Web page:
I think this touches luxury market because it is not really essential for the acoustical output of our speakers.
What is your view of current high-end audio industry and society?
In my opinion the quality and performance of current high end equipment is significantly better than in the old days, especially speakers. Of course some very old technologies like field coil motors are still hard to beat.
Nowadays the high end market is a niche market and the average age of the high end customers is more the seniors. The problem is to find customers in the new generation which thinks compressed music over an Ipad is good enough.
Do you distinct between audiophiles and music lovers?
Well, yes and no.
If you think of an audiophile who has only 10 audiophile records and listens each day the same few tracks and his main target is to listen to the technical accuracy of the sound this is not our main customer.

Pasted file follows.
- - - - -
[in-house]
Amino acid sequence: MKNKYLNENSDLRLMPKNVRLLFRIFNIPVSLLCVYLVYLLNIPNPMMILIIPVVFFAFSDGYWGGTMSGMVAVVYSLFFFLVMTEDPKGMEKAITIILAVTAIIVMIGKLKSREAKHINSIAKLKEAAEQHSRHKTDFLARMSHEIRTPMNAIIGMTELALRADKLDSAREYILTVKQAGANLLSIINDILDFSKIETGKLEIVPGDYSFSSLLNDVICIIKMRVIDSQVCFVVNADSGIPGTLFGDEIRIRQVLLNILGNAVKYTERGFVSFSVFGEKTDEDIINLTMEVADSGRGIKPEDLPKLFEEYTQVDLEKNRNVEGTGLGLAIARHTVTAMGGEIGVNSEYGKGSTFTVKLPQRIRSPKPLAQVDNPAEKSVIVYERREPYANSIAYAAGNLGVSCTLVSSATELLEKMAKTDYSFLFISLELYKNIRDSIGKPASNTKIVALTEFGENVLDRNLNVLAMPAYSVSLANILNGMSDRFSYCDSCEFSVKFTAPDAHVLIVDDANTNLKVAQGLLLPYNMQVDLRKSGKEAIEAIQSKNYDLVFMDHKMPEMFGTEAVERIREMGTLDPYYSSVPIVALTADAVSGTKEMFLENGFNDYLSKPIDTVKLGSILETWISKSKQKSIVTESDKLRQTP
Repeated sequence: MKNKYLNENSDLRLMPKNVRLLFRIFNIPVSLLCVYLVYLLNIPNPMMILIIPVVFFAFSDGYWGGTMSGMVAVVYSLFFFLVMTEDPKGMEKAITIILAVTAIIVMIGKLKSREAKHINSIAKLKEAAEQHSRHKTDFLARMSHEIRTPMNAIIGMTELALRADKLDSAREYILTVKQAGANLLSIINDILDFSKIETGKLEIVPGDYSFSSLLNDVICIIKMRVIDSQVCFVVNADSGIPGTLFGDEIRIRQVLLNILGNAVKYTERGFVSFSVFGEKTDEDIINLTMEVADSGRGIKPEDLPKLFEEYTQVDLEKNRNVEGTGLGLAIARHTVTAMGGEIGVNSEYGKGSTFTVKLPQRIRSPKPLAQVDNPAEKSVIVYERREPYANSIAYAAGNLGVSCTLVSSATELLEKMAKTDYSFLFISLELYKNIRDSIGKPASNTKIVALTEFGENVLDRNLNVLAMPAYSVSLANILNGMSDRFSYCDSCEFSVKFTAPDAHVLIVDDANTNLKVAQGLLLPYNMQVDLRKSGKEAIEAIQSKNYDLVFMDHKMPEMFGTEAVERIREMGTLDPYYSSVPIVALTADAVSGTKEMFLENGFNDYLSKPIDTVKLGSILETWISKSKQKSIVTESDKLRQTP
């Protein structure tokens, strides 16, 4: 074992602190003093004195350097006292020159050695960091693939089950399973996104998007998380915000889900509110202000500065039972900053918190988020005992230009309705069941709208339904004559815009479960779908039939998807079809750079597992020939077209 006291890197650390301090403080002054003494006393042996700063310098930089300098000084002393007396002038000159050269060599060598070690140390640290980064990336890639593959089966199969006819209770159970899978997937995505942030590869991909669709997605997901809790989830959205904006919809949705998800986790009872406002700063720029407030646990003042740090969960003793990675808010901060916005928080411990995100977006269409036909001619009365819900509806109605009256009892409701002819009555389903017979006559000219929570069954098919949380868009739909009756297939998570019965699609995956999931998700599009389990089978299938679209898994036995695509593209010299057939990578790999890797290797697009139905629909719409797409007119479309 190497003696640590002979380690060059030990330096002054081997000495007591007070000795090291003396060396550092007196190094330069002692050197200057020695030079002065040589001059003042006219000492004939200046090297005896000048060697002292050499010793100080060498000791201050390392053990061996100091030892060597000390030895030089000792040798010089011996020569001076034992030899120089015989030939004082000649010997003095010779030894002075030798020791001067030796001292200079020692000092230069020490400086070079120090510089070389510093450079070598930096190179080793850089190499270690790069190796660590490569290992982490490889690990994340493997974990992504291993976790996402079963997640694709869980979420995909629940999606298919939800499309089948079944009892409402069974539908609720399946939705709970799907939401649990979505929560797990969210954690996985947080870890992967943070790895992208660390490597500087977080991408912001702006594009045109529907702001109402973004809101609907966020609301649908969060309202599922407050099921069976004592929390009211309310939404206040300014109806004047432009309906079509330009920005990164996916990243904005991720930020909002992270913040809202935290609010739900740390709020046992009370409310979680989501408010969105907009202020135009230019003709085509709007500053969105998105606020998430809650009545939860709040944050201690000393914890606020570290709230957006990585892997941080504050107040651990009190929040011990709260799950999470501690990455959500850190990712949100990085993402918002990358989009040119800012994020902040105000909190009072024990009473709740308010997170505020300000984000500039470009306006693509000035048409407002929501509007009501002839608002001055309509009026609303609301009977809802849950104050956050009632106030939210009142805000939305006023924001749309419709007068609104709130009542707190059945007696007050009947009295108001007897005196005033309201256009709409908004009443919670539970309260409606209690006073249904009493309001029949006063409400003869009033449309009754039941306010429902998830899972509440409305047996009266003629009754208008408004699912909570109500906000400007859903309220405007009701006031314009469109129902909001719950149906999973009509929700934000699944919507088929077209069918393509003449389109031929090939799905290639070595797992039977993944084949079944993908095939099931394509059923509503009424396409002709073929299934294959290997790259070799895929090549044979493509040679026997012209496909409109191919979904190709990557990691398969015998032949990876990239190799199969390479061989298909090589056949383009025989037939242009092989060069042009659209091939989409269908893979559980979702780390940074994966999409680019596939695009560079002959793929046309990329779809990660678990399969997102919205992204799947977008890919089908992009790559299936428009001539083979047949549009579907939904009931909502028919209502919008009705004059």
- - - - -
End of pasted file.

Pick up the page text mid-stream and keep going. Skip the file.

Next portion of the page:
A music lover who listens mainly to get emotionally involved by the sound and his main goal is the perception of the music; this describes our customers better.
But on the other hand, many music lovers can enjoy music even on a far inferior system like the Kawero, because it is about the music.
And hard but true, a lot of music lovers can not afford a ultra high end system.
Where does usual hi-fi stops and high end comes in for you?
For me high end is defined by top performance and engineering solutions.
High End shall be able to play music as close as possible to reality and it shall deliver the emotional content of music.
Products without any compromise define for me the ultra high end.
What is the definitive goal of Kaiser Acoustics?
Our goal is to make speaker where you can dive deep into the music, where you get goosebumps (best indicator) and where the sound is having no fatigue.
The speaker shall deliver fun to listen to music.